Originally Published 2023-07-14 12:59:34 Published on Jul 14, 2023

India’s efforts to bring world-class education to Africa can have far-reaching impacts. It will boost local economy, attract investments and foster a culture of innovation.

IIT, IIM is key to India’s knowledge diplomacy with Africa

During his recent four-day visit to Tanzania, External Affairs Minister S Jaishankar unveiled the first overseas Indian Institute of Technology campus in Zanzibar. The Memorandum of Understanding signed with the archipelago’s government marks a new historical high for India’s knowledge diplomacy with Africa and demonstrates the country’s commitment to fostering educational links as part of its initiative to work with emerging economies for converging ambitions.

The agreement essentially formalises the cooperative educational relationship between India and Tanzania and offers a framework for setting up the campus. It has been decided that in addition to developing the pedagogical elements, IIT-Madras will also be responsible for the academic programmes, curricula, and criteria for selecting students. The capital and operating costs will be covered by the government of Zanzibar-Tanzania, reflecting a fully demand-driven approach. Students enrolled in the campus will get their degrees from IIT-Madras.

Under the name IIT Madras at Zanzibar, the facility is anticipated to begin offering programmes this October with a batch of 50 undergraduate and 20 master’s students.

The capital and operating costs will be covered by the government of Zanzibar-Tanzania, reflecting a fully demand-driven approach.

This is the second prestigious Indian institution of higher learning to set up its operation in the African continent this year. India’s National Forensic Sciences University (NFSU) had its first overseas campus inaugurated by Jaishankar in Jinja, Uganda, in April. The campus was set up in collaboration with the Ugandan People’s Defence Forces and will offer courses in forensic sciences, behavioural sciences, cyber security, digital forensics, and allied sciences while also promoting research in these areas.

Although the discussions for the NFSU campus were going on for quite some time, it was only after Ugandan President Yoweri Museveni sent a letter to Prime Minister Narendra Modi in August 2022 requesting urgent action that the process gained momentum.

With Africa’s aspiration curve rising, New Delhi is capitalising on its potential by taking its relationship with the continent in higher education and skill development to the next level with world-class higher education institutions and global education brands like IITs and IIMs. India is using a demand-driven approach that focuses on country-level needs and priorities.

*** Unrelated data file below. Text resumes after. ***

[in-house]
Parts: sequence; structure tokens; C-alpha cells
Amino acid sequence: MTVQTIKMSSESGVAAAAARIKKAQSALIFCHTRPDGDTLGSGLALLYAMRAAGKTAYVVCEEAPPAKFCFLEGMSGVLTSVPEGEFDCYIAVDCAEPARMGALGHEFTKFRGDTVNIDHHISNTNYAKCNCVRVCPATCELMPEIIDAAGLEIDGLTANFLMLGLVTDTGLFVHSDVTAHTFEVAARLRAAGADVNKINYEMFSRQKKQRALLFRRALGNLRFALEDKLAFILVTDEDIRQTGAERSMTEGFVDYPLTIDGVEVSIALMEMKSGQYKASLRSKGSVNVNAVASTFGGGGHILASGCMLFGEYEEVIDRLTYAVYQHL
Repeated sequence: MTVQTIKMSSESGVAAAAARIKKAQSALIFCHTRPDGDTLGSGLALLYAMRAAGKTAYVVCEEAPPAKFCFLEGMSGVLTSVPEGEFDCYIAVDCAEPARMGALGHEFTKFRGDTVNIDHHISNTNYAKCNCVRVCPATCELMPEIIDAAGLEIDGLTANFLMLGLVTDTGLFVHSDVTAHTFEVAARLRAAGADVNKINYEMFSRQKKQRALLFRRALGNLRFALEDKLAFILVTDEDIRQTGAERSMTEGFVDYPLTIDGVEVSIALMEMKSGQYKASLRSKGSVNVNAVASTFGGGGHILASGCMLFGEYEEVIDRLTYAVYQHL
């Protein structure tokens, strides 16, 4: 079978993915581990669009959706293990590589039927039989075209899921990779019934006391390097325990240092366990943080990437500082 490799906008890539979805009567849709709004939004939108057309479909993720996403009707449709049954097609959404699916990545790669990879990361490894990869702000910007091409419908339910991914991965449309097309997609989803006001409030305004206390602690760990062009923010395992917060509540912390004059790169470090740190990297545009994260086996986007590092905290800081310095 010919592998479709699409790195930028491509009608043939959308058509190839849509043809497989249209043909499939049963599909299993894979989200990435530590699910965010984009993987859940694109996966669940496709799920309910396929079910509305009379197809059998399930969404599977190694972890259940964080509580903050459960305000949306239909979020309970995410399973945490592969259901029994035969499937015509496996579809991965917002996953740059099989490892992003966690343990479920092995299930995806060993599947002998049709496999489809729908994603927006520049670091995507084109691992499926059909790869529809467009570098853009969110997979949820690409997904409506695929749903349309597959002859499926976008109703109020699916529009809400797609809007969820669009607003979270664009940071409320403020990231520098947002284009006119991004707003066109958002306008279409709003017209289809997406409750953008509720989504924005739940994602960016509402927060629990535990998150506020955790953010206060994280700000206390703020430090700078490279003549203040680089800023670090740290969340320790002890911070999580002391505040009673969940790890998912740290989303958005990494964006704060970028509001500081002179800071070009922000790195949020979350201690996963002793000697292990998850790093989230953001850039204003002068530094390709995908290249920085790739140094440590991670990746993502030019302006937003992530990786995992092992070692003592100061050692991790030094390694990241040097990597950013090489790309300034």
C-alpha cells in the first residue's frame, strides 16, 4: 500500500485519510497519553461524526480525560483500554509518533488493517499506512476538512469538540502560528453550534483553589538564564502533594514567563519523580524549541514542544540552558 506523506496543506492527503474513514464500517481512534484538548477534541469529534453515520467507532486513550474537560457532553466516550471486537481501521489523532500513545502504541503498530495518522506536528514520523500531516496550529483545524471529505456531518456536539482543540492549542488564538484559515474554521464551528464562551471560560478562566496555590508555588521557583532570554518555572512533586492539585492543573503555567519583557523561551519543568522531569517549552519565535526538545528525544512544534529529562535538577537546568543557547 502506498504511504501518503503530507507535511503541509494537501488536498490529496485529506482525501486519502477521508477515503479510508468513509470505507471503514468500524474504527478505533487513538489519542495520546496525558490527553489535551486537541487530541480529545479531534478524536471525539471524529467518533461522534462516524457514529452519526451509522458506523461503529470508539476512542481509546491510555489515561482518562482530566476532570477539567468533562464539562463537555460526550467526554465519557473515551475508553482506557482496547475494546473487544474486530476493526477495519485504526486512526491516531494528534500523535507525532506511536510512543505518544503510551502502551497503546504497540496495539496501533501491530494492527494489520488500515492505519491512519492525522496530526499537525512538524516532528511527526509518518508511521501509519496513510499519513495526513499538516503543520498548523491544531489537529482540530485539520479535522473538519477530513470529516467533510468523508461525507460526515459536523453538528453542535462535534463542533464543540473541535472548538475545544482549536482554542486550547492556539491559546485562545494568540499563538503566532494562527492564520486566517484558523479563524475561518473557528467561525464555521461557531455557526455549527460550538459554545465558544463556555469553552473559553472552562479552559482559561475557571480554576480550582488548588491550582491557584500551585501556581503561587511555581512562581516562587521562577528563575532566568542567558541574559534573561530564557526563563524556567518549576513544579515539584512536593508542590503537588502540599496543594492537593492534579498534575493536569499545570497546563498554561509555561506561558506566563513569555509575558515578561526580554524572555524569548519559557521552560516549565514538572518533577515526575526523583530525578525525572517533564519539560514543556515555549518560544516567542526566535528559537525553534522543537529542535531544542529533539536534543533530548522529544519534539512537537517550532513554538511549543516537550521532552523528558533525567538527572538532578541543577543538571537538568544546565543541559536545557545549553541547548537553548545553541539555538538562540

Internationalisation of Indian education 

India’s National Education Policy (NEP) 2020 strongly recommends the internationalisation of Indian education and encourages top-performing Indian universities to establish campuses abroad. Indeed, these overseas campuses would help provide state-of-the-art programmes to students from Tanzania, Uganda, and other African nations. It also aligns with India’s objective to help African students achieve their educational goals and further the continent’s technological advancement.

Although overseas centres of Indian universities were only set up in Africa this year, building capacities and developing skills have always been key aspects of India’s engagement with the continent. The India Technical and Economic Cooperation (ITEC), which was launched in 1964, has been a crucial component of the cooperation between India and Africa. The continent is now the largest recipient of the ITEC programme, which is a tailored training programme based on the project country’s micro-level needs.

Realising the programme’s potential, India implemented a cotton technical assistance programme (C-TAP) in 2012 for Benin, Burkina Faso, Chad, and Mali.

The ITEC Executive programme, established in 2018, provides training, workshops, study and experience exchange visits to policymakers and senior-level functionaries from partner nations with the aim of providing them with an understanding of Indian governance innovations.